• Higher Levels of Performance:The best hosted service providers have secure and resilient data centers that are redundantly configured and geographically separated to ensure continued service in the event of emergencies and Service Level Agreements that provide uptime guarantees. Each organization’s data and user settings are backed up and mirrored in multiple locations, creating a disaster-proof backbone for their business communications. This alleviates the potential of SMBs losing their communication capabilities due to a technical problem or severe weather events or other disasters. UCaaS also ensures their employees stay connected and productive even if they are unable to make it into the office through the off-site cloud-based tools that provide them access from any location and any device.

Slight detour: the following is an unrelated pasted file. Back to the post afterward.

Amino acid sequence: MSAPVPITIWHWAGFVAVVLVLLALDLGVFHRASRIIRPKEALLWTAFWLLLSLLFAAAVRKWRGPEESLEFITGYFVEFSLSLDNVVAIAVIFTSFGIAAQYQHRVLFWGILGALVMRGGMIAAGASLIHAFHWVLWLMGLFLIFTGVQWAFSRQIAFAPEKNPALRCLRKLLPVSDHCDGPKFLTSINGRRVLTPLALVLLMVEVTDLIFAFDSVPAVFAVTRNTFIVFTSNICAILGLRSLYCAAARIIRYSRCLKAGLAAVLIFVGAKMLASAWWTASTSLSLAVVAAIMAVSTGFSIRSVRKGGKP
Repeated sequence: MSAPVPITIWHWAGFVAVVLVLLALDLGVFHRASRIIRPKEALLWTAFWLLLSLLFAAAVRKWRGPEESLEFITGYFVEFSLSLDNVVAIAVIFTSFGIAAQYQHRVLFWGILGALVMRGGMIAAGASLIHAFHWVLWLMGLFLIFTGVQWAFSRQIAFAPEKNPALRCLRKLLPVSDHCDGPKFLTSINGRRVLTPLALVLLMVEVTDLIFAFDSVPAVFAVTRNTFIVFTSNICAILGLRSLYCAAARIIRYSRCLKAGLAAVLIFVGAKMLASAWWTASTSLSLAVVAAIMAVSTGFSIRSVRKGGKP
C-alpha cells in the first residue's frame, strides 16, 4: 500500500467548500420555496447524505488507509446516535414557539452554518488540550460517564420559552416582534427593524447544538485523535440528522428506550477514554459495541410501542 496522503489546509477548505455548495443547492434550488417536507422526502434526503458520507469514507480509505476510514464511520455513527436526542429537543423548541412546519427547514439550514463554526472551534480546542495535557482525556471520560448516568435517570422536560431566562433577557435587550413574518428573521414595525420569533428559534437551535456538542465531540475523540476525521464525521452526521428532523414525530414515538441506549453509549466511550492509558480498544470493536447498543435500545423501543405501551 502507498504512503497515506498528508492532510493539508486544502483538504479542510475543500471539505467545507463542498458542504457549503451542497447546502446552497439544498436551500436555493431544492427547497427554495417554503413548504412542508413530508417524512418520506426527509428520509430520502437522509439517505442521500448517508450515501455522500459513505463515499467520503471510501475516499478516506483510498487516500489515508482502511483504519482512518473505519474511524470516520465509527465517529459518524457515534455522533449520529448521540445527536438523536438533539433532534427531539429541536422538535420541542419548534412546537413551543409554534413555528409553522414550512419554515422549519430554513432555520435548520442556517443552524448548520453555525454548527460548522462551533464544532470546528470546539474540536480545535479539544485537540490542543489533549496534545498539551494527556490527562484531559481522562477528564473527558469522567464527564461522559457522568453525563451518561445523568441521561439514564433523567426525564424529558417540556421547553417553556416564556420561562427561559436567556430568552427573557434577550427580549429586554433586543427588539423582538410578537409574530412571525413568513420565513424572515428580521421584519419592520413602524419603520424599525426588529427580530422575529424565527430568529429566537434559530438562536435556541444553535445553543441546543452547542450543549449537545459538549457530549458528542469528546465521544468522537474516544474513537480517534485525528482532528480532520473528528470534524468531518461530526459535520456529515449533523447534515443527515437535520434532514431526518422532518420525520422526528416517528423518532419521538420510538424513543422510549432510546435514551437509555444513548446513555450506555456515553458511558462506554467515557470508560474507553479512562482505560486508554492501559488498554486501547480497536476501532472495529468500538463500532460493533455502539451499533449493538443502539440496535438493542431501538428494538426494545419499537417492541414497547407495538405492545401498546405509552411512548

According to the Synergy Research Group, UCaaS subscribers will grow an average of 76 percent annually over the next five years. SMBs are expected to be a large part of that group.

Are you excited by the opportunities UCaaS presents to the communications market?

Check out the Reducing UC Costs and Increasing Business Performance whitepaper to take a deeper dive into the advantages of UCaaS, market drivers, concerns, and what to look for in a provider.